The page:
June 2007

UPDATE 10/10/2008: Proof of the Furzi’s virulent anti-Semitism.

The Nazi Furs and VR Nazism
In case you are unaware, there is a group called the Furzis in Second Life. The name is combination of Furry + Nazi = Furzi. They dress like Nazis, have constructed a Nazi bunker, and worst of all, they are selling anti-Semitic propaganda.

As unfortunate as it is, a group of those cute little anthropomorphic avatars have turned to Nazism to satisfy what they claim is a “uniform fetish”. The display of Nazi symbols, wearing Nazi regalia, and other forms of Nazi worship have long since been rejected as glorifying the works and deeds of Hitler, and many European countries such as Germany, France, Belgium, and even Poland have laws against Nazism in any form. The display or sale of Nazi paraphernalia is banned in those countries. Yet these individuals regularly cover themselves in Nazi regalia as if the swastika has no more meaning than the ingredients label on a box of oatmeal.

While the Furzis claim to be ‘history buffs’, the fact is they have modified the Nazi uniforms to fit their own gang. In some cases, instead of a swastika on their arm band, there is a paw. The uniforms are not all the same, so one many have a swastika, and another an SS Death’s Head or Totenkopf. As for their claim that their interest in these symbols is historical, by their own admission they do not reenact any historical events.

How the Story Broke

On March 22 a Jewish girl by the name of Blaze Burns was shopping at Black Ops Guns and Gear, a weapons supply store, when she encountered a furry by the name of Shani Nosferatu wearing an SS officer’s hat with the Totenkopf symbol on it. Blaze, being Jewish, took great exception to this and asked her to remove the hat. The request was refused. A dispute ensued and the owners of the premises were called to the scene. Mavericus Nelson, Kayla Stonecutter, and Maverick Garfield, all employees of the store, stated in chorus that Shani had the “right” to display the Nazi symbol. Miss Burns teleported out of the sim with the prophetic words, “if you, or anyone allows NAZIs to run around in your sim you are going to have trouble from me and anyone i can find to help me.” To which Kayla replied, “have fun wasting your time then.”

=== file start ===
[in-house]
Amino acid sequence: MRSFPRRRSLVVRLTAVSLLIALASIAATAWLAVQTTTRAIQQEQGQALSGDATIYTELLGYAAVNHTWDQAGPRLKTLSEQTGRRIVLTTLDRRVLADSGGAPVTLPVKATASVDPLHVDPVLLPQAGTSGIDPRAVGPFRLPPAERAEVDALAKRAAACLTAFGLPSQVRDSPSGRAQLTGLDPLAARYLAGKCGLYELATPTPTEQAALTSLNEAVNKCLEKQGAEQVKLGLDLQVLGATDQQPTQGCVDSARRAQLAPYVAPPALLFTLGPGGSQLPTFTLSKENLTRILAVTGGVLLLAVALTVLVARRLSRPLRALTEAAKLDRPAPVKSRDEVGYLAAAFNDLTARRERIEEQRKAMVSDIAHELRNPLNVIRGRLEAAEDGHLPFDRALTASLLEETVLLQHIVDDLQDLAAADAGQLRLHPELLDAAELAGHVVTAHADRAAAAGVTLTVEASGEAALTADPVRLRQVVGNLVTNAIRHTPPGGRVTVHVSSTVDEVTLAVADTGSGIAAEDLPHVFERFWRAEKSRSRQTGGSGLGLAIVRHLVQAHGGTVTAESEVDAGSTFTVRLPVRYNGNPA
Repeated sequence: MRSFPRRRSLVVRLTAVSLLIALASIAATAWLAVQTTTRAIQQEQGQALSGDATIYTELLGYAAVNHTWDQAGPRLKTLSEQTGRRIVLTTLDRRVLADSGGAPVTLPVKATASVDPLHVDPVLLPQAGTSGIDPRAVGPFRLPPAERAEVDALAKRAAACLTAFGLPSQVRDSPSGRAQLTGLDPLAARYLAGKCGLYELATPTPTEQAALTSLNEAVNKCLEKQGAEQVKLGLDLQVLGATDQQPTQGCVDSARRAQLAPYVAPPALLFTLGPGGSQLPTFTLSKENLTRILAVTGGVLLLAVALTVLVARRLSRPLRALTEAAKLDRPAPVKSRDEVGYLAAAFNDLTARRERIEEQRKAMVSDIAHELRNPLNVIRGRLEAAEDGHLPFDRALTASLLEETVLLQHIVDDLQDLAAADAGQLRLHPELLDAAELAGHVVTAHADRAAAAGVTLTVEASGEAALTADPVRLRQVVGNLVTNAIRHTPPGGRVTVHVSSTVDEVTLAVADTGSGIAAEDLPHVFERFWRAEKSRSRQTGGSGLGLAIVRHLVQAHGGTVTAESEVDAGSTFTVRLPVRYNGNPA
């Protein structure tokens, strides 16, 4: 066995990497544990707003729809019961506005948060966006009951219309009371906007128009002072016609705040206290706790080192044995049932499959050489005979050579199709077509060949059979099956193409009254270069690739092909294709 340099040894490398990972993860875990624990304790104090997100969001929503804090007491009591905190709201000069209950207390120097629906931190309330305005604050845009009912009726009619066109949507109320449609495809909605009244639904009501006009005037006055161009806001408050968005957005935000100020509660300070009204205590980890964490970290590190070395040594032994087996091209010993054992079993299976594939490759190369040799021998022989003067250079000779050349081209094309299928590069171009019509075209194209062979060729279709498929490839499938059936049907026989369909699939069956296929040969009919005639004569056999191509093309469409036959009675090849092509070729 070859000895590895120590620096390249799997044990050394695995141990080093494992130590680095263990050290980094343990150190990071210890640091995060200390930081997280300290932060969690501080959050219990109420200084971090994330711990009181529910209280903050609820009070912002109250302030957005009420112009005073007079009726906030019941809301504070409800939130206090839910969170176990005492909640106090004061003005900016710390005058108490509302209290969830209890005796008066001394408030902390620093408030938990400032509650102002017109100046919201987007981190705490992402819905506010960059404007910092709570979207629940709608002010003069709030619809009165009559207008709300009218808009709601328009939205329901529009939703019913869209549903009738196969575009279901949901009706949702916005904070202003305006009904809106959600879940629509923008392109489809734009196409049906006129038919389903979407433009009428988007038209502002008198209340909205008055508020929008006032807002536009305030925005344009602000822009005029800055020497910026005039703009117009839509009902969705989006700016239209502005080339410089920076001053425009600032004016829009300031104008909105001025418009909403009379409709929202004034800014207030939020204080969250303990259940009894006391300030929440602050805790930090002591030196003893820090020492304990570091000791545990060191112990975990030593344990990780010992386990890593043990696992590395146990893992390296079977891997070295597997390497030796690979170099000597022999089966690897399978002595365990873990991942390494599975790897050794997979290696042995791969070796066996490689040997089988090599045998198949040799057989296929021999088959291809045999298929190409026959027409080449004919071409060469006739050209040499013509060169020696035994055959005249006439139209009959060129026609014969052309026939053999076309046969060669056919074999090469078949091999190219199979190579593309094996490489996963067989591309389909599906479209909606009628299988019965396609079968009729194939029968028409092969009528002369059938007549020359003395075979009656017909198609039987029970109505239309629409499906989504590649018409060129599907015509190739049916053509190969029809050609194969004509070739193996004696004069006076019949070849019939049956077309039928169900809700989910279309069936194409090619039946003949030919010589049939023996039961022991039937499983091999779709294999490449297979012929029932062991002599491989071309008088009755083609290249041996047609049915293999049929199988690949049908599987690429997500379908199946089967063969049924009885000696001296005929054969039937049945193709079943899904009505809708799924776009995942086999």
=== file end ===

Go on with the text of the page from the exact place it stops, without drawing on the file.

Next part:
Blaze alerted WebJedi Regent, also Jewish, to the situation, and requested his help to deal with the store owners. When Mr. Regent arrived at Black Ops Miss Nosferatu was still wearing the SS hat and all three admins were present. He protested, “you have someone wearing a NAZI uniform in your sim.” The reply from Kayla Stonecutter: “and? nothing illegal about it.”

Mr. Regent called the behavior “despicable”, “disgusting”, and “abhorrent”, at which point Mr. Nelson ejected him from the sim. Mr. Nelson was later quoted as saying, “let me state this there are Nazi political parties all through out the United States they are factions protected under the Constitution and how dare you sir tell people what they can and cannot wear.”